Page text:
Police have confirmed a baby was abandoned this morning but cannot confirm further details at this point. It is believed that a baby was left in the street next to a medical centre in Horden, Peterlee.
Driving by the scene was taxi driver Councillor Mary Cartwright who gave ITV News Tyne Tees this statement:
"I was coming back from a job at the airport and I called by a friend's house. It was 04.30am so no-one was around. As I came round the bend the whole of Horden was deserted apart from a police car and I saw a policeman stood holding a baby in his arms. It was about 04.50am so no-one else was around. You could just see the baby's head protruding from the blankets.
"Suddenly, an ambulance pulled up and I thought it was odd that no one got out. The policeman ran straight to the ambulance and passed the baby to the person in the passenger's seat and they were off, straight away. The police and the ambulance service did such a grand job. The policeman waved and asked me to turn around. "I'm a mother myself and have three girls, so I went straight on Facebook and put a plea out for the mother to contact me. She must be very distressed - I hope she gets in touch. She'll be needing help."
Emergency services attended Fifth Street in Horden, Peterlee, at 5am. It's been reported that a baby was abandoned near a medical centre. The North East Ambulance Service confirmed a patient was taken to North Tees Hospital.
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Cleveland & Durham Specialist Operations Unit tweeted this picture of a car driving over a fence and crashing into a wall in the early hours of this morning, March 25.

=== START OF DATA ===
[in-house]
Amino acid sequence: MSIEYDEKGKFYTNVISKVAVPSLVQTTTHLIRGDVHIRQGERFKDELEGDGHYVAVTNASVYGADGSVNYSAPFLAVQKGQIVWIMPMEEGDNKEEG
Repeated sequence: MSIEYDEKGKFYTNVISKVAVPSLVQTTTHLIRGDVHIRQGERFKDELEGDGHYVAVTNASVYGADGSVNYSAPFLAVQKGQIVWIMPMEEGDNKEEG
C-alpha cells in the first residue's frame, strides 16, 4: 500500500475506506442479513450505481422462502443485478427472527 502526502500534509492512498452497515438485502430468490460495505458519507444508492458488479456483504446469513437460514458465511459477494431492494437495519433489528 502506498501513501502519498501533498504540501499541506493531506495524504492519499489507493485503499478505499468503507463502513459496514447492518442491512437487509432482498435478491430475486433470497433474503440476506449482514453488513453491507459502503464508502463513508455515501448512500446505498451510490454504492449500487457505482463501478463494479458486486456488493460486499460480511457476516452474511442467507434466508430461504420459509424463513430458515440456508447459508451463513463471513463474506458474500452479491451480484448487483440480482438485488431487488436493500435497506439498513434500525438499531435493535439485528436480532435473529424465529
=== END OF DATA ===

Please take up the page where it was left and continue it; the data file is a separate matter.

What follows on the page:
The team in Durham say no serious injuries were reported.
The window of a passenger train has been smashed by stones thrown from a viaduct.
The Nunthorpe to Carlisle service was travelling across Horden Viaduct in Peterlee on September 1. At around 5.30 pm stones were thrown at the train from the viaduct, one smashing the outer glass of a window.
British Transport Police are appealing for information
"Fortunately no-one was injured and the train managed to continue to Newcastle where it was taken out of service to be fixed .The passengers on board were transferred to another service to complete their journeys to Carlisle."
"This was an extremely foolish and dangerous act, which put the driver and passengers on the train in danger. It inconvenienced passengers on board whose journeys were delayed following this incident, and cost the train operator time and money to fix the smashed window."
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Fire crews have put out a fire in a crisp shed on a farm at Castle Eden, near Peterlee. County Durham and Darlington Fire and Rescue Service said 13,000 tonnes of crisps were alight. They have now left the scene.
Firefighters from Peterlee are dealing with a fire in a Crisp Shed at Castle Eden. 2BA 2Jets in use. 13 tonnes of crisps alight.
The sister-in-law of a man who died in police custody has challenged the Independent Police Complaints Commission, the IPCC, to start caring more about families when they investigate deaths.
Her comments follow a review of the IPCC, which found more needs to be done to stop it from failing families who have lost a loved one.
Gregg Easteal's report begins with distressing images of Leonard McCourt's last minutes, slumped in a police van outside Peterlee police station in County Durham.
The sister-in-law of a man who died in police custody has said her family felt like they were the criminals, during the investigation into his death.
Tracy McCourt's brother-in-law Leonard died at Peterlee police station in 2010. She said her family "lost faith" in the Independent Police Complaints Commission (IPCC), because of the way they were treated:
The head of the Independent Police Complaints Commission (IPCC) has admitted that her organisation needs to change how it treats the relatives of people who have died in custody, after a critical review.
Anne Owers mentioned the family of Leonard McCourt, from County Durham, who died in police custody in 2010, after his sister-in-law said they were "treated like criminals":